By making films that test the boundaries of cinematic genre and form, Adelaide’s Closer Productions are finding relevance in a world brimming with content and distractions.
As seen at Sundance
Closer Productions has just returned home from America’s Park City where, for the third successive time, one of its films premiered as part of the Sundance Film Festival.
Domestic audiences for Australian-made cinema may still be niche, but the South Australian company’s international success proves that the rest of the world is paying attention.
Including films that cover everything from ’90s pop culture phenomena to the complications of family relationships, the Closer back catalogue is identifiable as a cohesive body of work only because of what the films don’t do; few of them conform to traditional genre structures and none feel parochial.
Instead, Closer’s work has earned acclaim because of its ability to engage an audience whilst eschewing the usual movie tropes. Their first film to play at Sundance – Matt Bate’s documentary Shut Up Little Man! An Audio Misadventure – was called a “punk rock Errol Morris picture” by Twitchfilm. Second Sundance entrant, 52 Tuesdays directed by Sophie Hyde, blurred the line between fiction and reality by filming each Tuesday over a year and was rewarded with the Festival’s prize for Best Director in the World Cinema Dramatic section.
This year’s inclusion – another documentary from Matt Bate, this time entitled Sam Klemke’s Time Machine – plays with form again by using footage taken by Sam Klemke himself over his lifetime as its main content.
“I think that I get really over it when a story is told in exactly the same way as though life happens in that three-act structure,” says director, producer and co-owner of Closer Sophie Hyde.
“I don’t feel much of that structure in my life and I think all of us are looking for a structure or form that reflects our life in some way – that feels surprising, something where you don’t know what’s going to happen.”
Closer is owned by four of its collaborators – Sophie, Bryan Mason, Matt Bate and Rebecca Summerton. The four also employ Matt Vesely, Matthew Cormack and Raynor Pettge, which means the staff includes a confusing and statistically unusual number of people called Matt.
While technically a company, Sophie says the word “collective” better describes the way the organisation works as people move fluidly between roles and continually challenge and push each other to do better.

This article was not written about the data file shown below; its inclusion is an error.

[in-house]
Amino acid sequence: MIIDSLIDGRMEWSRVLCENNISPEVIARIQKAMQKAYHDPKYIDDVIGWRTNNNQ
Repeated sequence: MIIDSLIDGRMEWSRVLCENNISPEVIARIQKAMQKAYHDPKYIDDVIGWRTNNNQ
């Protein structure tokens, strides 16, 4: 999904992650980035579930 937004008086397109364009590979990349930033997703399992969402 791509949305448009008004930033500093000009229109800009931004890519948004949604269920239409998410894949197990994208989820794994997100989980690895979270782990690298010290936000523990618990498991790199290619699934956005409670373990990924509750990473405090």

“All of us are really different,” she says. “I really love working in a group situation and I love the different things that everyone at Closer brings. But each of us really respect the films and the film and the work always comes first.”
While the team also work for clients making things like TV commercials, their creative productions – like those features that have made it to Sundance – are usually funded using a combination of pre-sales to international companies and investment dollars doled out by organisations such as the South Australian Film Corporation (SAFC), Screen Australia or Adelaide Film Festival. This investment money is not given as a grant, but is instead repaid once the film is sold.
Sophie believes changes over the last decade to the way investment funding is allocated locally has made the success of Closer and other local producers possible.
“New policy was designed to get local film-makers to start making their own film here rather than just getting outsiders to come in and hire crew here,” she says.
“Also, and really importantly, it became about not necessarily having a market attached – you didn’t need to have distributors or TV interested and that meant you could really make the film that you wanted to make rather than anticipating what someone else was after.”
And, luckily, the films that Closer really wanted to make were also the films that the world really wanted to see.